Articles Posted in Family Law

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The Alamosa County Department of Human Services interviewed Mother, who admitted that she was addicted to prescription medications, although she denied selling drugs from her home. Mother had a history of prior referrals to the Department, and her older children had previously been temporarily removed from her home due to her drug use. Meanwhile, the father of the children had been incarcerated following a criminal conviction and remained in custody at the time the Department conducted its investigation. Father had a history of methamphetamine use. In light of the foregoing, the Department filed a dependency and neglect petition with regard to E.M., L.M., and E.J.M. (the “Children”). Although both Mother and Father initially denied the allegations contained in the petition, they subsequently entered admissions, and the court adjudicated the Children dependent and neglected. This case called on the Colorado Supreme Court to decide whether the State could seek to terminate a parent’s parental rights under the relinquishment provision of the Colorado Children’s Code (the “Code”), section 19-5-105, C.R.S. (2017), when the child is already subject to a dependency and neglect proceeding under Article 3 of the Code, sections 19-3-100.5 to -805, C.R.S. (2017). The Court concluded that when a dependency and neglect proceeding is pending, the State can terminate parental rights only through the procedures set forth in Article 3 of the Code and cannot use the more limited processes provided in Article 5. View "Colorado in Interest of L.M." on Justia Law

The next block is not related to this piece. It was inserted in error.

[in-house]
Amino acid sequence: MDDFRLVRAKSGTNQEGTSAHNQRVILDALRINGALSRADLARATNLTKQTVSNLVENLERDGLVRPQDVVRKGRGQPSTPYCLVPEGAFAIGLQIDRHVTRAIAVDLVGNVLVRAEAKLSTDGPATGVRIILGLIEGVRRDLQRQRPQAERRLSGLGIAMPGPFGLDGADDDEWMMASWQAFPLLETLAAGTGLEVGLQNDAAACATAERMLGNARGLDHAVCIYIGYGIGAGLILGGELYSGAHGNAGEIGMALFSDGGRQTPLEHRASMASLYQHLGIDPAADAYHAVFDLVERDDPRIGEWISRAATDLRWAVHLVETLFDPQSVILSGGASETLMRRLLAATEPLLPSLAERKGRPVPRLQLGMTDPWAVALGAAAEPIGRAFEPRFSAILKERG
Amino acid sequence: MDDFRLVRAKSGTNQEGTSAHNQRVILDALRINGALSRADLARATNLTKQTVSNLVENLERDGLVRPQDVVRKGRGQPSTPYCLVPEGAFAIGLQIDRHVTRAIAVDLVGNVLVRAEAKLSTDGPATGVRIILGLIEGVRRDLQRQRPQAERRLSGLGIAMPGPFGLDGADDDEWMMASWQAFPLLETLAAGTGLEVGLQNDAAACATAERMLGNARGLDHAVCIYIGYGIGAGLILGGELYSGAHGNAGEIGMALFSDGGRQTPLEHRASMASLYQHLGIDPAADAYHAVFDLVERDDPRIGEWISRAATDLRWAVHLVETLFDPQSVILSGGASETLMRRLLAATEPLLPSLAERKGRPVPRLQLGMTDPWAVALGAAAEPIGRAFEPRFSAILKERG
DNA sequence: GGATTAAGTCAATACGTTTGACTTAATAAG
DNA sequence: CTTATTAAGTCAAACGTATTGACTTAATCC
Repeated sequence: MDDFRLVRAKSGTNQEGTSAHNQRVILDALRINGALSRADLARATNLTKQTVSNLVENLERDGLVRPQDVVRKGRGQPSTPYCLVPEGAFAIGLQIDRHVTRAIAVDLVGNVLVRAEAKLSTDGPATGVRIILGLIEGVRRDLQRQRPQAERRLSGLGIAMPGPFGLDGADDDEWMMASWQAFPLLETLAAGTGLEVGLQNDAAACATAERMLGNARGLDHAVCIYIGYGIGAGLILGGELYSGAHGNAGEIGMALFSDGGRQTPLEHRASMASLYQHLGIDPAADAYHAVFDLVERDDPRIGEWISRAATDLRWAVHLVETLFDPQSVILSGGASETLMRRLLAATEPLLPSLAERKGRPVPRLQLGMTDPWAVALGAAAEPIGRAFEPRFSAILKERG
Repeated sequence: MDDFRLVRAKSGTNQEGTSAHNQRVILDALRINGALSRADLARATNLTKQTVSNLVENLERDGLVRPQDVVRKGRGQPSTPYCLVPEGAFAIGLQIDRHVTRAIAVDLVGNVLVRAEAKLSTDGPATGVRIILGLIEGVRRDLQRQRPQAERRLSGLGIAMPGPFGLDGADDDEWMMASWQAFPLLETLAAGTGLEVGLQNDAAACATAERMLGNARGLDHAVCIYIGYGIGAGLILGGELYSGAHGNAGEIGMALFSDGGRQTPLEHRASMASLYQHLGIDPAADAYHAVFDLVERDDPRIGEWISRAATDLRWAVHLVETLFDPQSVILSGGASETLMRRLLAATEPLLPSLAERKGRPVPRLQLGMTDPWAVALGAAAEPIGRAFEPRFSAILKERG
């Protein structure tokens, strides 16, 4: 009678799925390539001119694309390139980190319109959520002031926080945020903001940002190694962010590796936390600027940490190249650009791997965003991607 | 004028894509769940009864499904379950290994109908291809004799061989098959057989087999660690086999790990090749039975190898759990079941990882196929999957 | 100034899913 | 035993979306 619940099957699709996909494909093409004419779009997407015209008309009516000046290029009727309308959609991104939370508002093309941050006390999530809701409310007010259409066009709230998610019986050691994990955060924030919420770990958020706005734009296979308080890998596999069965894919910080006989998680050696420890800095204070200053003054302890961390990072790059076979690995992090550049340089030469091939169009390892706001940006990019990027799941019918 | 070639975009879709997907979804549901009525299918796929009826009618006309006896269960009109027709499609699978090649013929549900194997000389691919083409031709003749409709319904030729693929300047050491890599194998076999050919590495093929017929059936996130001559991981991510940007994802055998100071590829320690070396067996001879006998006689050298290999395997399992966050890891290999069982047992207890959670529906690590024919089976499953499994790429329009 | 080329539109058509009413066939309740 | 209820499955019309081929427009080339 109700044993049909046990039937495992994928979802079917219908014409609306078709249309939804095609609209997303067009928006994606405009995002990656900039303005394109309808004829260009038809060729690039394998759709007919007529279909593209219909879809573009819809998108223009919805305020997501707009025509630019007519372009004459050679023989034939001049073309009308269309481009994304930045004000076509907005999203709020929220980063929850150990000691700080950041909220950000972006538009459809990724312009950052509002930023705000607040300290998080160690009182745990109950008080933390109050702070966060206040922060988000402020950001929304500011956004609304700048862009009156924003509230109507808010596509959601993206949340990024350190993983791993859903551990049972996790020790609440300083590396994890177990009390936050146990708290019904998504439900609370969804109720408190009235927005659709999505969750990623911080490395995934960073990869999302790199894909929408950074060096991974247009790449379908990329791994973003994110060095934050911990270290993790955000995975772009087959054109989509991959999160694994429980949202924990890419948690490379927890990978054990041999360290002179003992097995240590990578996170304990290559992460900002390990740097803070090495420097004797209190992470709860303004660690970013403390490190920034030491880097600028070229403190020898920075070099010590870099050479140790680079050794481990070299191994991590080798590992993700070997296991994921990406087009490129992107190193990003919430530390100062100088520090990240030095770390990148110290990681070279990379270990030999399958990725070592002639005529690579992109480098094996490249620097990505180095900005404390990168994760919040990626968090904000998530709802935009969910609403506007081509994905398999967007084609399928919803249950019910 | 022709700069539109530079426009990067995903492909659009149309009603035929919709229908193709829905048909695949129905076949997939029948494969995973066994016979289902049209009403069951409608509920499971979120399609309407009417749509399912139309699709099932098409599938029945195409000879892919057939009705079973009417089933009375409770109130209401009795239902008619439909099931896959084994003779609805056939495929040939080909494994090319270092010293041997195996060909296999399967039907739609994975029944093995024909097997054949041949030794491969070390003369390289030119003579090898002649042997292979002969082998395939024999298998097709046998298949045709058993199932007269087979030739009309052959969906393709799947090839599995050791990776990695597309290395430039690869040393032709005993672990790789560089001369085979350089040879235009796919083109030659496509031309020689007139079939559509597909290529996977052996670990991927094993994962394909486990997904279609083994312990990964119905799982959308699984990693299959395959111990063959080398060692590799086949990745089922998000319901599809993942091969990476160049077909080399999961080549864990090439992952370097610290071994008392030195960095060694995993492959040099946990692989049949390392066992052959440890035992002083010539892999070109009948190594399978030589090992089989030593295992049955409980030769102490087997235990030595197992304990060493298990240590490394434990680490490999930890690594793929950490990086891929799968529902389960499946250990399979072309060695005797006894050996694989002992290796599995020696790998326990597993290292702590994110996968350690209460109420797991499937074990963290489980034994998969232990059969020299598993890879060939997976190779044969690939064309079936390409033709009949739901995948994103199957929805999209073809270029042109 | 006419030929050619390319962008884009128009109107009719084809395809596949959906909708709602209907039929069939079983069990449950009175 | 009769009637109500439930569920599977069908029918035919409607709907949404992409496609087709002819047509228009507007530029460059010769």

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The Arapahoe County Department of Human Services filed a petition in dependency or neglect concerning minor child R.S., and naming both parents as respondents. The mother requested a bench trial to adjudicate the dependent or neglected status of the child; the father requested a jury trial. The court held a single adjudicatory trial, with the judge serving as fact-finder with respect to the Department’s allegations against the mother, and a jury sitting as fact-finder with respect to the allegations against the father. The judge ultimately concluded that the child was dependent or neglected “in regard to” the mother. In contrast, the jury, as the father’s fact-finder, concluded there was insufficient factual basis to support a finding that the child was dependent or neglected. In light of these divergent findings, the trial court adjudicated the child dependent or neglected and continued to exercise jurisdiction over the child and the mother, but entered an order dismissing the father from the petition. The mother appealed the adjudication of the child as dependent or neglected; the Department appealed the jury’s verdict regarding the father, as well as the trial court’s denial of the Department’s motion for adjudication notwithstanding the verdict. In a unanimous, published opinion, the court of appeals dismissed the Department’s appeal for lack of jurisdiction, reasoning that the dismissal of a single parent from a petition in dependency or neglect based on a jury verdict was not a final appealable order because neither the appellate rule nor the statutory provision governing appeals from proceedings in dependency or neglect expressly permitted an appeal of a “no adjudication finding.” The Colorado Supreme Court concluded that, with limited exceptions, the Colorado Children’s Code authorized appealed in dependency and neglect cases of “any order” that qualified as a “final judgment.” Here, the trial court’s order dismissing the father from the petition was not a “final judgment,” so the court of appeal lacked jurisdiction and properly dismissed the Department’s appeal. The Court therefore affirmed the court of appeals but under different reasoning. View "Colorado in Interest of R.S." on Justia Law